Tomorrow is Canada Day, the 146th “Birthday” of our country. Contrary to some popular beliefs, the day is, in fact, celebrated in Quebec as well as the rest of the country. Nowhere is that more true than in Montreal where many municipalities host Canada Day celebrations while the Old Port of Montreal is the scene of the “official” Canada Day party. Full details of the Montreal events can be found here.
You have a whole day to decide what activities to attend. I don’t want to say it too loudly, but even the weather forecast seems to be looking good!
The 34th edition of the Montreal International Jazz Festival kicks off tomorrow and runs through July 7th. This huge event attracts music lovers, not just jazz aficionados, from around the world to enjoy a myriad of performances, many of them free of charge. I thought I’d put together a few Do’s and Don’ts to help visitors to the festival.
Downtown Montreal is not a car-friendly environment
Whether you’ve come from out-of-town or are a local, don’t even think of driving to the festival site. At the very best of times Montreal’s downtown traffic is gridlocked, but during the festival many main streets are closed. Throw into the mix the ubiquitous summer road work and you have a recipe for patience testing at its best. Not only will you sit in traffic, but parking spots are few and far between. Downtown Montreal is not a car-friendly environment. Leave your car at the hotel or park outside of the downtown area and use the great transit system – or walk. The festival site offers bike parking and Montreal has a handy bike rental service called Bixi.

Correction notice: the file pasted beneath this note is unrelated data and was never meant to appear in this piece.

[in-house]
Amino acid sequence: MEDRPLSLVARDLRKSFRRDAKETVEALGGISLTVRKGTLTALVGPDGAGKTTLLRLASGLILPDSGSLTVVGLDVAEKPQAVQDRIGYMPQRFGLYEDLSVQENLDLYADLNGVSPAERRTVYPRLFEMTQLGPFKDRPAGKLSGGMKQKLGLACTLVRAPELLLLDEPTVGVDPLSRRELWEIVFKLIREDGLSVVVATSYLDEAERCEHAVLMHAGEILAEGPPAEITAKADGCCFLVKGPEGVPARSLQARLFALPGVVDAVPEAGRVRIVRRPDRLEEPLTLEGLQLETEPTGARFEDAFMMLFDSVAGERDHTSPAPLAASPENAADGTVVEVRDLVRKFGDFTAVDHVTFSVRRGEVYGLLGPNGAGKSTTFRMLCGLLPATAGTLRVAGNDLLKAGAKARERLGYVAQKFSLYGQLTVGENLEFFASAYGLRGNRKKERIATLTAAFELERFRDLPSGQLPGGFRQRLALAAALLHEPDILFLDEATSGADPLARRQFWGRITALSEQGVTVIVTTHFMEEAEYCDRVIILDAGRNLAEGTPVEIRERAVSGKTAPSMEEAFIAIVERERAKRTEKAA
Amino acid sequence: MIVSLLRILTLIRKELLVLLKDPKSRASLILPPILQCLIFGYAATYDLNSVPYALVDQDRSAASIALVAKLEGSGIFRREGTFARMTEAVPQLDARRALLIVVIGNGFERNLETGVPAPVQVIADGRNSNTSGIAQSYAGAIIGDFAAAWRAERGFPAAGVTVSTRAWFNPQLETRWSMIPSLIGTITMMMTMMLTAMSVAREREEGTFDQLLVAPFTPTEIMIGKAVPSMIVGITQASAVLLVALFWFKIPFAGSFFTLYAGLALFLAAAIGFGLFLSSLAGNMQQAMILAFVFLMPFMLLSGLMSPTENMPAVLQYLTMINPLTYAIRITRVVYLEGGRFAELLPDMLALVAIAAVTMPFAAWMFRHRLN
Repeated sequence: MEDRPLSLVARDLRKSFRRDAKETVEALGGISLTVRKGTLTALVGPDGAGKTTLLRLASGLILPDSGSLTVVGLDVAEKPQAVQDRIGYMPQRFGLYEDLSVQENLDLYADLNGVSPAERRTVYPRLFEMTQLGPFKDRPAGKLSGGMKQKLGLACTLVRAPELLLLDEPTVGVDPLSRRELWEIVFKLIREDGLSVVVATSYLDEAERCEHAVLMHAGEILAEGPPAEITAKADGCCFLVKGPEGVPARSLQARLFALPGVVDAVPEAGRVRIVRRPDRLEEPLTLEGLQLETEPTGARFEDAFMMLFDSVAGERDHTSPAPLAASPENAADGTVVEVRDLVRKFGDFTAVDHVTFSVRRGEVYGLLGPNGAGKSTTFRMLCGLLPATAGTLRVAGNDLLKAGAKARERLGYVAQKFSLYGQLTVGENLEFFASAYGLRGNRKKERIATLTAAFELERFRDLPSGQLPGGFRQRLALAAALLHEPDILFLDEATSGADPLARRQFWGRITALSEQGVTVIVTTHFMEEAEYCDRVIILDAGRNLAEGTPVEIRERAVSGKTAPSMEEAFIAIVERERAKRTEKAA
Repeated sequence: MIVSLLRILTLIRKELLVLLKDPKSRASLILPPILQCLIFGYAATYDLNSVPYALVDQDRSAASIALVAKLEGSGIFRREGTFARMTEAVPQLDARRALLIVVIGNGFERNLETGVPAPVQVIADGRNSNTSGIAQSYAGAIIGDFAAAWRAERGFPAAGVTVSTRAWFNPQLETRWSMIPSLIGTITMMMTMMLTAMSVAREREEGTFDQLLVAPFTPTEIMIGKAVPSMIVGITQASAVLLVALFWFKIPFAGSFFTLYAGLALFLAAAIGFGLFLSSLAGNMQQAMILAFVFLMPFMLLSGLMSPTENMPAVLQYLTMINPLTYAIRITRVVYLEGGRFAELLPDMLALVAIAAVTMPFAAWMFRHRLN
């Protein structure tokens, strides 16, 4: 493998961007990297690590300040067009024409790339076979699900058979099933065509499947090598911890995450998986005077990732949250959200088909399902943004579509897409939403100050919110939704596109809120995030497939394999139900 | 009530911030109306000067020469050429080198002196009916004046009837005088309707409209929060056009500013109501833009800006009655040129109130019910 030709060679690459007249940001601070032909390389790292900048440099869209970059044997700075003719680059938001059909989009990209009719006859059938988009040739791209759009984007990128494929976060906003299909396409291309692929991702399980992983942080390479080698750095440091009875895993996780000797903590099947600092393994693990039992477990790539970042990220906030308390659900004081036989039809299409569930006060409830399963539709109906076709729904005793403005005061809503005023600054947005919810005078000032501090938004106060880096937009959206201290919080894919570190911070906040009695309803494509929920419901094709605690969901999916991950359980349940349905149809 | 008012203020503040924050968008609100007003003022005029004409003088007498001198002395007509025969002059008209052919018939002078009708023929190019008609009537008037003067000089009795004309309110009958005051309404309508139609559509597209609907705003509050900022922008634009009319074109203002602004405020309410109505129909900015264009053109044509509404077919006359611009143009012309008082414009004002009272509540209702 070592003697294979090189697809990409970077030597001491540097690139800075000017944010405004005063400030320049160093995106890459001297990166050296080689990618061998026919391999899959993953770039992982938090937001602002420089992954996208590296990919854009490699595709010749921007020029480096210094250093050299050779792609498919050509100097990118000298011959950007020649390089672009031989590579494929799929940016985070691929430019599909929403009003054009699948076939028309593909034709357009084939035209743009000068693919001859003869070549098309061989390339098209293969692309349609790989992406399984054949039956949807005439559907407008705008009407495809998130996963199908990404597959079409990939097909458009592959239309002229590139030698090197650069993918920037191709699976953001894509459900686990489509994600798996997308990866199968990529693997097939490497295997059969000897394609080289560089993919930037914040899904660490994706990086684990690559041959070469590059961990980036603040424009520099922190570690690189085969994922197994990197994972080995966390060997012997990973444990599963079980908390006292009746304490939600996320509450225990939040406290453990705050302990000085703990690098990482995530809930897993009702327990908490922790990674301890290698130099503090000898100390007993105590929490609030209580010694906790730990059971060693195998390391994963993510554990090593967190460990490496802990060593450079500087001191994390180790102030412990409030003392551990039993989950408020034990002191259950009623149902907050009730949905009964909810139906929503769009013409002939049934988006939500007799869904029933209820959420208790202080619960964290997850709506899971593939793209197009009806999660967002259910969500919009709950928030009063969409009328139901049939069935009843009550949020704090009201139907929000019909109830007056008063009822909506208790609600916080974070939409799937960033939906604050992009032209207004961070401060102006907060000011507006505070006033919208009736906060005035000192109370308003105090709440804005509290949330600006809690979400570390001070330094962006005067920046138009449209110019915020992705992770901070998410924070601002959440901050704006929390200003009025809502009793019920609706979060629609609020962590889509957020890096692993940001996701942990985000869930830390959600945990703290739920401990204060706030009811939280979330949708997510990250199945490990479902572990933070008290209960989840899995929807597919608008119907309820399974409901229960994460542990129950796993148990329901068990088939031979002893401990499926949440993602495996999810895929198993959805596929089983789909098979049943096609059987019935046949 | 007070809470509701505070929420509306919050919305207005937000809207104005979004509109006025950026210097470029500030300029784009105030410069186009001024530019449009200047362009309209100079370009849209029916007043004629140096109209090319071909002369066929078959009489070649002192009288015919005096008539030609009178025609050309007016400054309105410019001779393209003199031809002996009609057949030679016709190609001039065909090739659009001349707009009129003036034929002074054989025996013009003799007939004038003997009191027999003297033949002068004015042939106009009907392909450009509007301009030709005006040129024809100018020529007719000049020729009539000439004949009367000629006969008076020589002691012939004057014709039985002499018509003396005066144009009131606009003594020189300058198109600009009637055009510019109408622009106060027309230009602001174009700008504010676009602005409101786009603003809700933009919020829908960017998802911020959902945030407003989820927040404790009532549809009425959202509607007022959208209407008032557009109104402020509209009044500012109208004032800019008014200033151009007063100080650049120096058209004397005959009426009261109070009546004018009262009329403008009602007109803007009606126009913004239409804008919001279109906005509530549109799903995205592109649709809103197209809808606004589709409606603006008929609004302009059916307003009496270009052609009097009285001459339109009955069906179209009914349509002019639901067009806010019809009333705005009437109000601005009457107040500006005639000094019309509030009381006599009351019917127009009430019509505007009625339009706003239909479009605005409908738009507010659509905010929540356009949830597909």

Montreal may not be Miami, but it does get hot and humid during the summer
Assuming our summer dries up a bit, keep in mind that shaded areas at the festival site are at a premium. Much of your time will be spent on concrete or asphalt under direct sun. Montreal may not be Miami, but it does get hot and humid during the summer. Grab a hat and keep sunscreen handy.
If, like me, you don’t feel comfortable in large crowds you can still enjoy the festival
If, like me, you don’t feel comfortable in large crowds you can still enjoy the festival. After 33 years they have mastered the art of crowd control. But there are some things you can do to make your visit less claustrophobic. Leaving an outdoor stage, or scene, a few moments before the end of the performance will give you a head start on the crowd. Keeping back and letting the front seating fill in is another strategy. The quality of the sound is very good and most venues have giant screens so being at the back is not a bad thing.
A portion of the proceeds goes to the many free concerts
Buy beer, hot-dogs, pretzels, tropical drinks, souvenirs and whatever is for sale. A portion of the proceeds goes to the many free concerts. I find myself twisting my arm and having that extra beer, just to help out you understand.
The jazz festival on a rainy day is depressing and akin to a ghost town
If it rains go to a museum and come back when it clears up. The jazz festival on a rainy day is depressing and akin to a ghost town. The city has innumerable indoor activities from those designed for children to the Casino de Montreal.
The staff pack a lot of work into two weeks
The staff pack a lot of work into two weeks so as the festival wears on be patient with exhausted beer sellers. They will speak a multitude of languages, but always appreciate a Merci. And a tip of course.